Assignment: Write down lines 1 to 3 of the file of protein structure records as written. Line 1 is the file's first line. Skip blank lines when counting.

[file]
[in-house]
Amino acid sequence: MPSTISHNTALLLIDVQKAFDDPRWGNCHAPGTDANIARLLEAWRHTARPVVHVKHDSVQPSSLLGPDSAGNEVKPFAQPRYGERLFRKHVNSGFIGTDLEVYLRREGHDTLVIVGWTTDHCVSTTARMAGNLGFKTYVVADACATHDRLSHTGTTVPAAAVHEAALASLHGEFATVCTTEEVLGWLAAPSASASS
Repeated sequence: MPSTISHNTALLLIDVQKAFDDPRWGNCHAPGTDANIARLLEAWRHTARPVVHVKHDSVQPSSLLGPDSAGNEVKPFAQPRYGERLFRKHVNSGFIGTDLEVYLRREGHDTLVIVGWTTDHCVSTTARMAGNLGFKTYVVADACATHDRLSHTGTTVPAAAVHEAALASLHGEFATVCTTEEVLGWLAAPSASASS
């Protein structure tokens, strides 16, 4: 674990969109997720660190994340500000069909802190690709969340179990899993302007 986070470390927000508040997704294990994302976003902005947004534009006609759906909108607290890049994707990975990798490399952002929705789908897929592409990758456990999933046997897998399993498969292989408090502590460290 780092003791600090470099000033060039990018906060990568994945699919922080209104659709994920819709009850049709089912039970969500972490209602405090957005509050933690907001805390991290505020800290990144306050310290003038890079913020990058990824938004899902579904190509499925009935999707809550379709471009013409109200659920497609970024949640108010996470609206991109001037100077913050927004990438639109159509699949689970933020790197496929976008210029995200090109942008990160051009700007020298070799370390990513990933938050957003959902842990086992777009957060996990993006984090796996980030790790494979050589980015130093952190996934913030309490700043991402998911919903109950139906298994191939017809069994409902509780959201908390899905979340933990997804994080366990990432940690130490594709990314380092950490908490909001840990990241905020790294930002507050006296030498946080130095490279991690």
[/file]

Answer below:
[in-house]
Amino acid sequence: MPSTISHNTALLLIDVQKAFDDPRWGNCHAPGTDANIARLLEAWRHTARPVVHVKHDSVQPSSLLGPDSAGNEVKPFAQPRYGERLFRKHVNSGFIGTDLEVYLRREGHDTLVIVGWTTDHCVSTTARMAGNLGFKTYVVADACATHDRLSHTGTTVPAAAVHEAALASLHGEFATVCTTEEVLGWLAAPSASASS
Repeated sequence: MPSTISHNTALLLIDVQKAFDDPRWGNCHAPGTDANIARLLEAWRHTARPVVHVKHDSVQPSSLLGPDSAGNEVKPFAQPRYGERLFRKHVNSGFIGTDLEVYLRREGHDTLVIVGWTTDHCVSTTARMAGNLGFKTYVVADACATHDRLSHTGTTVPAAAVHEAALASLHGEFATVCTTEEVLGWLAAPSASASS